Canada is one of the most diverse countries in the world with mountains, beaches, forests, arctic wilderness and even a desert. But not enough Canadians get to see the country’s massive natural landscapes and taste its small town provincial culture. Each city changes its face from summer to winter so drastically that it becomes a whole new place. Here are nine Canadian cities you didn’t know existed, but now that you do, you’ll want to book some vacation time.
Tofino, British Columbia
Tofino is a paradise for beach bums and surfers. They flock there in the summer to dominate the waves, hike to hot springs and watch for whales. But in the winter the ocean becomes wild. You can stare into the black water, tucked safe inside Wickaninnish Inn, and see storms on the horizon. The picture of the violent sea is made beautiful by the light of a warm fire and the shelter of a soft bed.
Listening Companion: In Between Dreams by Jack Johnson
An old wooden man sits in a chair nodding to sleep. He is one of the million lifelike carvings created by Quebecois artisans on the banks of the St. Lawrence near Trois-Pistoles. Trois-Pistoles is a small town, living in the fault lines of 300-year-old history. It’s nestled in a valley between rolling hills and the River, which reflects the Aurora Borealis across its smooth surface only disrupted by the occasional boats of fishermen and divers.
Reading Companion: In the Village of Viger by Duncan Campbell Scott
Churchill is on the coast of the Hudson Bay, almost as north as you get before finding the Nunavut border. Year-round the tundra is permanently frozen, a desert of rock with few trees and shrubs. But in Churchill you can race across fields by dogsled and camp out along the migratory path of polar bears. The white lights of your igloo will blaze through its cracks creating specs of glowing orbs across the landscape. And if you’re brave enough, kayak across the Bay to touch the silvery backs of Belugas under the blue-green nightlights of the Northern sky.
Art Companion: Lawren Harris
Tobermory is just off the Bruce Peninsula. The houses along its shore are painted in vibrant colours, yellows, blues, reds and greens, reminiscent of Greece but with a Canadian coniferous background. Tobermory is ideal cottage country. Its hiking trails go all the way to Niagara, ending in St. Catherines. The surrounding water is pebbled with shipwrecks from the 19th century, sunk by accident and on purpose.
Listening Companion: Phantom Power by The Tragically Hip
Magdalen Islands, Quebec
The Magdalen Islands are an archipelago in the middle of the Gulf of St. Lawrence, north-east of Cape Breton. With white sand beaches, tall red cliffs and rolling green hills, the Islands are a smaller, more Acadian P.E.I. And it’s one of the few places in Canada where fishing is still culture. All year long the docks are full of activity, and in summer nearby caves can be entered by amateur fishermen through holes in the red rock wall.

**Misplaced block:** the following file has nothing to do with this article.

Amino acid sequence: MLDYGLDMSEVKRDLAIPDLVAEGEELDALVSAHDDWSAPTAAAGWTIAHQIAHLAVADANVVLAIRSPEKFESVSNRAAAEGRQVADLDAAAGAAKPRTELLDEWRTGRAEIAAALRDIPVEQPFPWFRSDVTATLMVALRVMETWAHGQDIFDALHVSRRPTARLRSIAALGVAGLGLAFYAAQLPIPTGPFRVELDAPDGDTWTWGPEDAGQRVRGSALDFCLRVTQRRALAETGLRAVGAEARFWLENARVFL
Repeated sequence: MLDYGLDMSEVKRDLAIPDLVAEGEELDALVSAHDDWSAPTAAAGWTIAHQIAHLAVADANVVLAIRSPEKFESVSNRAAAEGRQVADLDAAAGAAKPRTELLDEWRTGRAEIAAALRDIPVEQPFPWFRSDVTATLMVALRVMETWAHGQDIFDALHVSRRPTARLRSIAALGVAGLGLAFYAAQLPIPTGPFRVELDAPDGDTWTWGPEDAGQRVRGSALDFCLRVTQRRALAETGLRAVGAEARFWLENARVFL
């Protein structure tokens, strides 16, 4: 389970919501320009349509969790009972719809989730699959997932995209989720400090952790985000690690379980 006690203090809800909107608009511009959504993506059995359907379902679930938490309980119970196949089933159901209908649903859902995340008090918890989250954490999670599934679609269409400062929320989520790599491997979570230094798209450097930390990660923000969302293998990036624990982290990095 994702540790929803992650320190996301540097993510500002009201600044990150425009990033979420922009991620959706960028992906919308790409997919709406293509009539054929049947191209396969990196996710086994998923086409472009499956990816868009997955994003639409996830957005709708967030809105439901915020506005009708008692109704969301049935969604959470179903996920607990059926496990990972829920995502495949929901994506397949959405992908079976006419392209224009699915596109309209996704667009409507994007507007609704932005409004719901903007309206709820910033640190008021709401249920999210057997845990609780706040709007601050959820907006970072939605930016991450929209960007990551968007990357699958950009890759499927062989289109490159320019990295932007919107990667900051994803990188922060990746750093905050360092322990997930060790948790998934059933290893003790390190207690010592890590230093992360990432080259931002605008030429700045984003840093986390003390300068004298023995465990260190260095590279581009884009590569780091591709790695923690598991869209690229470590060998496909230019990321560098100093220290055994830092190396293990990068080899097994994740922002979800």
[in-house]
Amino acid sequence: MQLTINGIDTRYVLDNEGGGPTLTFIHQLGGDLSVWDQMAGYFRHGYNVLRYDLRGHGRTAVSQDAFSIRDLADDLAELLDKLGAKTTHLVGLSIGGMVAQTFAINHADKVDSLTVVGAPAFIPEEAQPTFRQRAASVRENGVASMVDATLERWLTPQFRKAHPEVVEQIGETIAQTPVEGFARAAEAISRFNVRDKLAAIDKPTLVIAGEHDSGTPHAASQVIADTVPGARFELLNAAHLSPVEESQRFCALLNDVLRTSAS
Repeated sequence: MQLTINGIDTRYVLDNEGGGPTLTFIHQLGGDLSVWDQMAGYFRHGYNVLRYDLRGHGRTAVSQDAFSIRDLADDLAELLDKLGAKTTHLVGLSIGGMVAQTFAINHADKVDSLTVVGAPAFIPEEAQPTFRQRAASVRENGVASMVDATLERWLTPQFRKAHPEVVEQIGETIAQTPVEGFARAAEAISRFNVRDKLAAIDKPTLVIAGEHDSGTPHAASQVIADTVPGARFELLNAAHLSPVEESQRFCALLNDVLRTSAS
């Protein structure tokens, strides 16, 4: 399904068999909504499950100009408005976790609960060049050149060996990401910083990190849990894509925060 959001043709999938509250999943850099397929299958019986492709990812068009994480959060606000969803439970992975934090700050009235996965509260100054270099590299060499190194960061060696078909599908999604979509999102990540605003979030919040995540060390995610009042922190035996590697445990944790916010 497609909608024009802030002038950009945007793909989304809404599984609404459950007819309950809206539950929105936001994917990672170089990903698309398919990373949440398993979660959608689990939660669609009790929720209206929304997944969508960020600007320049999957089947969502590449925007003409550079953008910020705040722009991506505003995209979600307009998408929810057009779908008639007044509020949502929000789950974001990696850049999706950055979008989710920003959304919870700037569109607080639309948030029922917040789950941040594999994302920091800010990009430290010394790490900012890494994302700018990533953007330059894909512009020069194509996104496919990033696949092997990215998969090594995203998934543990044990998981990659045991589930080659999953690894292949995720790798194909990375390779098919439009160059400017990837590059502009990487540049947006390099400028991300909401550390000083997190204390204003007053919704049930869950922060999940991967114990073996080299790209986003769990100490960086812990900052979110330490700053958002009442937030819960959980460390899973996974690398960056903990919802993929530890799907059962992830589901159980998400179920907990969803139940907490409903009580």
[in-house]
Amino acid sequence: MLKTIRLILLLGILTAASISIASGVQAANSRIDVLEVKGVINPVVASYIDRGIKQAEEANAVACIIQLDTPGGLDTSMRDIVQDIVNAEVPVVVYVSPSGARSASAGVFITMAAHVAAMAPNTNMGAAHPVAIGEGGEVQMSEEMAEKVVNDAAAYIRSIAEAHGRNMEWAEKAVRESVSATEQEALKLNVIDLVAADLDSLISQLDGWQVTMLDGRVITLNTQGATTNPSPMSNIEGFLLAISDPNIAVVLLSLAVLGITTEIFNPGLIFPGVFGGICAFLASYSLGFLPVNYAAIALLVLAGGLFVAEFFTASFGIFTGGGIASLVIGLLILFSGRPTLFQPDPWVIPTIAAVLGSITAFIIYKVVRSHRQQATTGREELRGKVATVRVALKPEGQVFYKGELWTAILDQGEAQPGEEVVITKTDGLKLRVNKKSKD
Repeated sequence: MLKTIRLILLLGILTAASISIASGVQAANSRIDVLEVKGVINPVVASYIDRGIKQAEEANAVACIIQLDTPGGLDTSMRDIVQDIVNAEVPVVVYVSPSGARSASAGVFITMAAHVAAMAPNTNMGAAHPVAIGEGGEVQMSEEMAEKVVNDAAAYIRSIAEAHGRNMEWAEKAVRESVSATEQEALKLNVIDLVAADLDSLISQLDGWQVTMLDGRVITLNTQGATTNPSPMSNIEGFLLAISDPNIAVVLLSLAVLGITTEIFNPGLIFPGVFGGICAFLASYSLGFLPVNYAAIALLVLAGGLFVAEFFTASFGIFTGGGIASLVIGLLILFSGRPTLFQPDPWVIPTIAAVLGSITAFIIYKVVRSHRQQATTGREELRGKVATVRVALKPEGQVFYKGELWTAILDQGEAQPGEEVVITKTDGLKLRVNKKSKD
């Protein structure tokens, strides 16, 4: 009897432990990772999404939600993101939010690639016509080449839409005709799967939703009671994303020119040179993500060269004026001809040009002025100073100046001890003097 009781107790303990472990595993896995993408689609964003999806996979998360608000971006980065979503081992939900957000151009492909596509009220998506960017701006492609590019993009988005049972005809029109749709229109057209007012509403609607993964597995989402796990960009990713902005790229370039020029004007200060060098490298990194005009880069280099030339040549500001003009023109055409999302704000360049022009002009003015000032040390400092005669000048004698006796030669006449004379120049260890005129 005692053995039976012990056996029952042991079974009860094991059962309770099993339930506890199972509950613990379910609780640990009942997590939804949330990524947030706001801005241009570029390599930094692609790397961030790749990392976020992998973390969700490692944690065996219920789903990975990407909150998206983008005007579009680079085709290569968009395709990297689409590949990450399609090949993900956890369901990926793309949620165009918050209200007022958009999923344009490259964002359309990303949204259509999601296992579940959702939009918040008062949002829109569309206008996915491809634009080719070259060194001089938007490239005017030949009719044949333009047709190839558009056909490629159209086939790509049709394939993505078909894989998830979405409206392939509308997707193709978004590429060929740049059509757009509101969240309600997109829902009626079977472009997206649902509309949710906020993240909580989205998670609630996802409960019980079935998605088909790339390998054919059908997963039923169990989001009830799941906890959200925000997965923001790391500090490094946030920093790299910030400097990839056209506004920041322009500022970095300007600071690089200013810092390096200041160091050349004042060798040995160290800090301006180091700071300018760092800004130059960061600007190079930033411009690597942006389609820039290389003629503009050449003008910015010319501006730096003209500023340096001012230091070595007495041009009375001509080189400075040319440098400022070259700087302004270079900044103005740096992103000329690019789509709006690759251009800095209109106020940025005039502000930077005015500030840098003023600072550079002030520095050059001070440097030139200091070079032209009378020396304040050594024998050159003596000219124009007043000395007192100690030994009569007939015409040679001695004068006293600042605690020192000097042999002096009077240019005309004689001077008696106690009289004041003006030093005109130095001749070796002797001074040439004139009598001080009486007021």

Reading Companion: Evangeline by Henry Wadsworth Longfellow
The Osoyoos Desert, British Columbia
Osoyoos looks like no other part of Canada. It’s an area rich in myth and history, with Aboriginal cave paintings and tales of monsters. It gets to 40 degrees in the summer but you can cool off in the nearby Okanaga Lake. The lake reportedly holds the Ogopogo, a demon sea monster 15 feet long, who entices you into the water like a Siren ("they say"). But the most inviting place is Osoyoos’ orchards, a lush contrast to the desert mountains towering above.
Art Companion: The Persistance of Memory by Salvador Dali
St. Andrews By-the-Sea, New Brunswick
St. Andrews By-the-Sea is a town lost to time, guiding travellers to their rest with its centuries old lighthouse. It has the epitome of small town charm with friendly neighbours, businesses and town sailors willing to take you whale watching. You can walk through meadows just off the Atlantic and see wooden windmills that turn with a maritime creak. And the houses are built European-style, with round stones and creeping ivy that are cozy, comforting and ready to welcome you into its dreamless restful sleep.
Listening Companion: Road Rage by Great Big Sea
Sainte-Anne-de-Beaupré© is a small village, founded by shipwrecked sailors on their way to Quebec City. The city is nestled in the Laurentian Mountains, and called “beau pre”, a beautiful meadow. But the real beauty lays hidden, tucked away safe and sound waiting to be discovered. Canyon Sainte-Anne is a gorge in the mountains, where waterfalls race down the cliffside. People can pass 60 metres above by single wire, a small footbridge or a zipline. With only air beneath their feet, it’s a long drop to the jagged rocks and water foaming below.
Art Companion: Clarence Gagnon and James Wilson Morrice
Fogo Island, Newfoundland
Fogo Island, north of Newfoundland’s coast is an area so changeable they have seven seasons instead of four. But that shouldn’t fool anyone; time moves slower here where nature is unchanged and traditions are kept. On Fogo Island the houses are built right up to the Ocean on stilts because of the rocky terrain. And just off the coast is Iceberg Alley, where giant walls of ice float down from the north pushed by ocean currents, warming in the Canadian sun.
Reading Companion: No Great Mischief by Alistair MacLeod